Mitochondria in our cells are responsible for producing energy (called ATP). High-energy demand organs (including the heart, muscles, and brain) require more mitochondria to produce sufficient energy.
Mitochondrial disease occurs when mitochondria don’t produce the necessary energy for the body to function properly, which is typically a genetic, inherited, and long-term condition. Mitochondrial disease occurs in one in 5,000 individuals.
Mitochondrial dysfunction is not a genetically inherited trait, but rather occurs when mitochondria don’t function as they should because of other conditions, like aging.
Mitochondrial dysfunction has been described as a hallmark of aging because, over time, mitochondria become less able to provide cellular energy.
Mitochondrial Dysfunction and Aging
Mitochondria house a complicated quality control system that functions to minimize mitochondrial damage by either generating new mitochondria or removing damaged mitochondria in a process that forms the basis of aging.
Somatic mutation in mitochondrial DNA (mtDNA) specifically has been linked to the onset and progression of human cancer. As mammals age, somatic mitochondrial DNA (mtDNA) accumulates. Somatic mutations interrupt the function of the electron transport chain (ETC), a mitochondrial pathway key to the production of ATP.
Studies on mtDNA in mice have demonstrated that high levels of somatic mtDNA mutations induce aging factors, including osteoporosis, hair loss, greying of the hair, weight reduction, and decreased fertility. Age-associated mitochondrial dysfunction is also linked to increased cell loss.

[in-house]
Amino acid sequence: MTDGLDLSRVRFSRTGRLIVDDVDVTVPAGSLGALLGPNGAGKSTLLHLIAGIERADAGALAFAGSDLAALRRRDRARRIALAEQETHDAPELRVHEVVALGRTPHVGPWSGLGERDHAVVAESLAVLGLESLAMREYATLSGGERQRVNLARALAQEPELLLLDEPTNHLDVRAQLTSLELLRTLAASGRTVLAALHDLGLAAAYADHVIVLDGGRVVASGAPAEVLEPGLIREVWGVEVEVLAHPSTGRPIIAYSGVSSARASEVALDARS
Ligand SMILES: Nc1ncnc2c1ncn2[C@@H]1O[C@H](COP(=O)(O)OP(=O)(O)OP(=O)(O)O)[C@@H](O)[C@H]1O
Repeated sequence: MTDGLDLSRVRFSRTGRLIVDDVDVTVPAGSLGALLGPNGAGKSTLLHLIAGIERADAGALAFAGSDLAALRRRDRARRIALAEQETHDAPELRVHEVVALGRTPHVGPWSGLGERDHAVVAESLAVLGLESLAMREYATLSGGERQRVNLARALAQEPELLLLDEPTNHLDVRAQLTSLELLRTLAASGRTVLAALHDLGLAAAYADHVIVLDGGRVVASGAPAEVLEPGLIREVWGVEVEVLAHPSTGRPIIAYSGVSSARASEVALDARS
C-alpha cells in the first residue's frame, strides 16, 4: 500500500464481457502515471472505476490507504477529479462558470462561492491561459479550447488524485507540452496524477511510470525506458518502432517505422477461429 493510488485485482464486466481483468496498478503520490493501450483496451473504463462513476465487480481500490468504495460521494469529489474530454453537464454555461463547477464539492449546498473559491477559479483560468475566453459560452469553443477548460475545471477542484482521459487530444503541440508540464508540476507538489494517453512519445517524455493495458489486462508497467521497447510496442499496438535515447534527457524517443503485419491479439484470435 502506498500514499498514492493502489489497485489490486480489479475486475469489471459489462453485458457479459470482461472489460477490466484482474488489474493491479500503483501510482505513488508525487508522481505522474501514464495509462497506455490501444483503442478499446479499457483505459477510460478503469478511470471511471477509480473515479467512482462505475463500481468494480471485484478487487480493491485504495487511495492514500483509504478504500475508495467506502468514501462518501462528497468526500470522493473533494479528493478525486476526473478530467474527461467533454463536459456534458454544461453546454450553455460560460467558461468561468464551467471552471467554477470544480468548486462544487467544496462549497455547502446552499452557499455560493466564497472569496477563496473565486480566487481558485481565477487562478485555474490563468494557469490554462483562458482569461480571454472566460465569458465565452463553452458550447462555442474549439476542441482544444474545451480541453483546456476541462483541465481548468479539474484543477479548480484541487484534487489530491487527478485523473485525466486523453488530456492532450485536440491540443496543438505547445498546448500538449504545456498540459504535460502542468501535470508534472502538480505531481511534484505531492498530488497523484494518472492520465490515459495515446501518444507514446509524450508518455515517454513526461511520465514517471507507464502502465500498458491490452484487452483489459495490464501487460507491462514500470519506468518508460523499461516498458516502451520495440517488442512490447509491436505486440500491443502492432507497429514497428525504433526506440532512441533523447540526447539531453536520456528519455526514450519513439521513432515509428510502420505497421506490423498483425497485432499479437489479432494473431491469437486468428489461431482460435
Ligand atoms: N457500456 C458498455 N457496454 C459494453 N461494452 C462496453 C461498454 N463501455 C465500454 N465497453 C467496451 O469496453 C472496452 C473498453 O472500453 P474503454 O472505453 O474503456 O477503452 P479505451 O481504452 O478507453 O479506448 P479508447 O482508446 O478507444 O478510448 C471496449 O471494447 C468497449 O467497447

Mitochondrial Dysfunction Symptoms
Chronic fatigue is considered a hallmark symptom of mitochondrial dysfunction.
The degradation of mitochondrial function and oxidant production is linked to the typical processes of aging and the development of age-related disease. These include cardiac and neurodegenerative diseases, muscle atrophy, sarcopenia, cardiac and immune system disorders, hepatic dysfunction, kidney failure, and cancer.
Other conditions linked to mitochondrial dysfunction include diabetes, fibromyalgia, and mental disorders, including schizophrenia and bipolar disease.
Mitochondrial Dysfunction Treatment
Treatment for mitochondrial dysfunction is mostly geared toward relieving symptoms and maintaining optimal health. This includes a regimen of vitamins, preventive measures to reduce or minimize symptom worsening, and avoiding mitochondrial toxins.
Regular exercise is also recommended to “preserve the energetic properties of skeletal muscle” and stave off its decline.
Mitochondrial Dysfunction Supplements
Clinical trials suggest that oral replacement supplements, including l-carnitine, alpha-lipoic acid (α-lipoic acid [1,2-dithiolane-3-pentanoic acid]), coenzyme Q10 (CoQ10 [ubiquinone]), reduced nicotinamide adenine dinucleotide (NADH), and membrane phospholipids can improve cell function.
These supplements can be combined to naturally restore mitochondrial function and significantly reduce chronic symptoms such as fatigue.
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